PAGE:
Last month, our GoGirlGo! programs in Atlanta, Chicago and Seattle launched their first Get a Girl Going contests. This innovative and interactive grant program was designed to encourage organizations in the three communities to demonstrate their ability to deliver girls’ sports and physical activity programs. The contest invited organizations to submit online applications describing how they planned to have girls in their community live healthier, more active lifestyles. Ten finalists were selected to receive $1,000 and a mini cam that was used to document their program. The videos were then entered into an online competition where voters had the opportunity to select their favorite video. The program with the highest combined percentage of online and judges’ votes received a $10,000 grant from its respective GoGirlGo! community office. As part of a weekly series, we are highlighting three of the best videos from each community. We started with Atlanta last week, and this week, we showcase the best from Seattle.
The Women’s Sports Foundation is a non-profit that advances the lives of women through sports and physical activity.
Once you have a girl involved with physical activity, it's important to maintain and develop her interests. As most of us know, pre-teens and teens can get easily bored and need some variation and incentive to stay engaged. Plus, it's important that girls develop a lifelong love of being active. Women who are active in sports and recreational activities as girls feel greater confidence in their physical and social selves than those who were sedentary as kids.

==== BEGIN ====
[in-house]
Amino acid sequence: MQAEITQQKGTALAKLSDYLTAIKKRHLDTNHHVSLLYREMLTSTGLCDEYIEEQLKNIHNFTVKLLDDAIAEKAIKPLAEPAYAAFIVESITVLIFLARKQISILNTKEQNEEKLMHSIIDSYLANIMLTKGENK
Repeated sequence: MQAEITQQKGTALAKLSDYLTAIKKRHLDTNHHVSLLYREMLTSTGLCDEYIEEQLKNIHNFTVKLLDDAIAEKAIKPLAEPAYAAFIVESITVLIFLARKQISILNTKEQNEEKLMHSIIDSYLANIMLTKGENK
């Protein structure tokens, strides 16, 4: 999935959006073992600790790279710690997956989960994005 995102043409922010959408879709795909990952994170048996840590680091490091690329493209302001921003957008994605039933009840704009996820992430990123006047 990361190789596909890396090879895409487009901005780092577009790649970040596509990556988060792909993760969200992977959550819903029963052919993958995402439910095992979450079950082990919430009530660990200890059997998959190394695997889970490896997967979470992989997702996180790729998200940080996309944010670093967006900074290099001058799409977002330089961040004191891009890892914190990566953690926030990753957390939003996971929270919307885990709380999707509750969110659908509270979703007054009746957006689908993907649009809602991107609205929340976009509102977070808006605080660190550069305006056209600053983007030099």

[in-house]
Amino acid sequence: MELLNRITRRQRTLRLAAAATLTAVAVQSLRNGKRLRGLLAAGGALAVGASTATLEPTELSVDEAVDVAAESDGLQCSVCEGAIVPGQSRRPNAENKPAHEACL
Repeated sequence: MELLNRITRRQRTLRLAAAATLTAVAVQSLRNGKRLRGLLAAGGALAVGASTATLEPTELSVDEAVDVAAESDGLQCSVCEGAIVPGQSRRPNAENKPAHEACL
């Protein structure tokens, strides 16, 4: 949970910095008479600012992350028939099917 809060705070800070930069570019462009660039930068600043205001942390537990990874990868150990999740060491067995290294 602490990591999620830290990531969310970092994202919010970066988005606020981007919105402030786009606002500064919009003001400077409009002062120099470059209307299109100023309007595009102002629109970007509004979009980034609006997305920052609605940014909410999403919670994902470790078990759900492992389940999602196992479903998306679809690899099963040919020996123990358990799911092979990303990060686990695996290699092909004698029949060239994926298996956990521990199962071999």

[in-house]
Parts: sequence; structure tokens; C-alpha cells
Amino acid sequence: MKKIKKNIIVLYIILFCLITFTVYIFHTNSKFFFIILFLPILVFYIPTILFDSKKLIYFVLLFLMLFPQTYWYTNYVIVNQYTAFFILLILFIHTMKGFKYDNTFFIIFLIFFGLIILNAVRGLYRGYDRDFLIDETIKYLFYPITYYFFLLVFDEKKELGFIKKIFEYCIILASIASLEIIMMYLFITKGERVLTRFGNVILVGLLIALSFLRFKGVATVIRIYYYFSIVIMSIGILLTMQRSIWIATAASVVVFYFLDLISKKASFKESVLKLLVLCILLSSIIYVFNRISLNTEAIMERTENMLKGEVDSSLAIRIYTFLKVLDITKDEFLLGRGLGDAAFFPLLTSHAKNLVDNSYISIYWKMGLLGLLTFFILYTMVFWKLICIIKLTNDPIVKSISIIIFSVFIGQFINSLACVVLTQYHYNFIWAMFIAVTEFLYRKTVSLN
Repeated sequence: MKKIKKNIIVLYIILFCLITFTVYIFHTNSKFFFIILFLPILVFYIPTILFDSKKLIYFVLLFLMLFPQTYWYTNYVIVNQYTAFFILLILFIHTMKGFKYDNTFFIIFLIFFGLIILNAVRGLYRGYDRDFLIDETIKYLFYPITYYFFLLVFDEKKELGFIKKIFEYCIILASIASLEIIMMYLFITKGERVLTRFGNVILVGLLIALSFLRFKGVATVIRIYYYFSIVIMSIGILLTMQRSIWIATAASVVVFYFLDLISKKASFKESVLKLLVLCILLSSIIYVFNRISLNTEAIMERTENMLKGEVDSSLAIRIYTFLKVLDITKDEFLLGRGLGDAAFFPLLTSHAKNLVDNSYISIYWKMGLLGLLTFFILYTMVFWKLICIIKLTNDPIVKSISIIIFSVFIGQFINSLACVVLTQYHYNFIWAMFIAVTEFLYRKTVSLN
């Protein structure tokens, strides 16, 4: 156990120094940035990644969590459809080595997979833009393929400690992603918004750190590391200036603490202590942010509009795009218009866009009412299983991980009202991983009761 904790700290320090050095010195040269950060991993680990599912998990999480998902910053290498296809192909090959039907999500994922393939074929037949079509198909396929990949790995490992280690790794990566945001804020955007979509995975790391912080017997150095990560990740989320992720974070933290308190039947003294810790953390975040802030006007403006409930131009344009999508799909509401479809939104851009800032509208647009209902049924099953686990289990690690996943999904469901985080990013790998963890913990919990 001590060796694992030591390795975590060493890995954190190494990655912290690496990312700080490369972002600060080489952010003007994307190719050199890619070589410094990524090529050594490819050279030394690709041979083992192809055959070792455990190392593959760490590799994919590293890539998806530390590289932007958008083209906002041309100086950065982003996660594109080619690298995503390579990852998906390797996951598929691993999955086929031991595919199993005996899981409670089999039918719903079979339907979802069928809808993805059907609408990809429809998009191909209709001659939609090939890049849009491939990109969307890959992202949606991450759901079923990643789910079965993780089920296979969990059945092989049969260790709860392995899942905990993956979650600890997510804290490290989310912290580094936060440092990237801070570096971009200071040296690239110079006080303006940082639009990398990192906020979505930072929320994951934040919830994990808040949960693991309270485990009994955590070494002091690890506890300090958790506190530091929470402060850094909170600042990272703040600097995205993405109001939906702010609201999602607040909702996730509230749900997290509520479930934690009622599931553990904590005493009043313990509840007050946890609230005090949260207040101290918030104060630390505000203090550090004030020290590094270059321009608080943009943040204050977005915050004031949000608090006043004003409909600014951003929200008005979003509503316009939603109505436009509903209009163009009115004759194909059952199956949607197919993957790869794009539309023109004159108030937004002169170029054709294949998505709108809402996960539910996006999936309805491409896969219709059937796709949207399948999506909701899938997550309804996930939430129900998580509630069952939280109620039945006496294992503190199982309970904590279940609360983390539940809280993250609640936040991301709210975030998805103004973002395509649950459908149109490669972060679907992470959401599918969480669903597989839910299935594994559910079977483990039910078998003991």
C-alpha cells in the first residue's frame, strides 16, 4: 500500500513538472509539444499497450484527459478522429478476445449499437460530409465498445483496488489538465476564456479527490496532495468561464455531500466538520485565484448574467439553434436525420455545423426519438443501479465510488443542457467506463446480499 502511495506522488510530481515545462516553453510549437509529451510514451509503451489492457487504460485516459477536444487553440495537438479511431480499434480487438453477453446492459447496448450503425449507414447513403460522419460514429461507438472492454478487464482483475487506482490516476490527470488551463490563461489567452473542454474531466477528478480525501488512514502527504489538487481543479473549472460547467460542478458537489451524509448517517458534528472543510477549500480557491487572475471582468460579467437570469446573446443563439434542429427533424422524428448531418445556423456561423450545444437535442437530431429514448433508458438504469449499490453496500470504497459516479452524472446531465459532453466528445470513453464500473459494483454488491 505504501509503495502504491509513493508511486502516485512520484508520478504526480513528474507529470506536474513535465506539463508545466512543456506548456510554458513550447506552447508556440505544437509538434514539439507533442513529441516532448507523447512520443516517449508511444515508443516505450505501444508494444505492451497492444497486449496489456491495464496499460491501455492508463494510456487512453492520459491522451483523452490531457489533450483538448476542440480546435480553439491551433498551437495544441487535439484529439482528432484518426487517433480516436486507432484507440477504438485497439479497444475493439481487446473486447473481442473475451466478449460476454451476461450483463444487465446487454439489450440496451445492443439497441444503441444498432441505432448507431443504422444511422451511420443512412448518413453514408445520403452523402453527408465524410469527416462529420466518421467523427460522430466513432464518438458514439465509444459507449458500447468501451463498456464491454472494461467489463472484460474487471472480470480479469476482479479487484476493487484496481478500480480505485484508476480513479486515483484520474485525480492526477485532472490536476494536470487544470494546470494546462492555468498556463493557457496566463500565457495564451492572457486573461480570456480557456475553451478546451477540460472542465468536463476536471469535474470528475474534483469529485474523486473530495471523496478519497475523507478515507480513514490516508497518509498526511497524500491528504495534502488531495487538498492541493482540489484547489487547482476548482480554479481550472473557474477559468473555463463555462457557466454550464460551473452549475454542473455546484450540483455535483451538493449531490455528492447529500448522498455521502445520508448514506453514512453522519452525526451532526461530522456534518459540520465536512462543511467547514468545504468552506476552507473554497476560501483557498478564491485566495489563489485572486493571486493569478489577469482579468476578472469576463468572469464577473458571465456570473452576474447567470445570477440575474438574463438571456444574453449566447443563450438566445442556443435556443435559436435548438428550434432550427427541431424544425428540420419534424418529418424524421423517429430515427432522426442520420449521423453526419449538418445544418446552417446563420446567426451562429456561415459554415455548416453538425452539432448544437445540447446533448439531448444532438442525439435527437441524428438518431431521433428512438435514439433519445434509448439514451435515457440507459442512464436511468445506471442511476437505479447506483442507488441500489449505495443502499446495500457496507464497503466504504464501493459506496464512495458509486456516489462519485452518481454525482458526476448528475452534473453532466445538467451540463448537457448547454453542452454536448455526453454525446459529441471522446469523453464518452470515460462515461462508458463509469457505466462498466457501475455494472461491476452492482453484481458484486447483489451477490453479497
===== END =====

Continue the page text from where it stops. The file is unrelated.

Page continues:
Much of our research indicates that lack of physical activity is directly related to increased pregnancy, delinquency, obesity, truancy and increased risk taking (use of drugs and alcohol) among girls. Research suggests that physical activity is an effective tool for reducing the symptoms of stress and depression among girls. Bottom line: sports help girls in all aspects of their lives. But what happens when a girl is resistant to getting active? Our new blog series provides you with crucial information and tips to get girls active and help guide them to a healthier, happier life.
Recent studies have shown that girls who grow up in stressful environments where violence, depression, or other disturbances are prevalent are more likely to become obese by five years old, as opposed to children who live in steady homes. Further, according to Medical Journal Pediatrics, preschool girls who are exposed to these unfortunate circumstances have an even higher risk of becoming obese.
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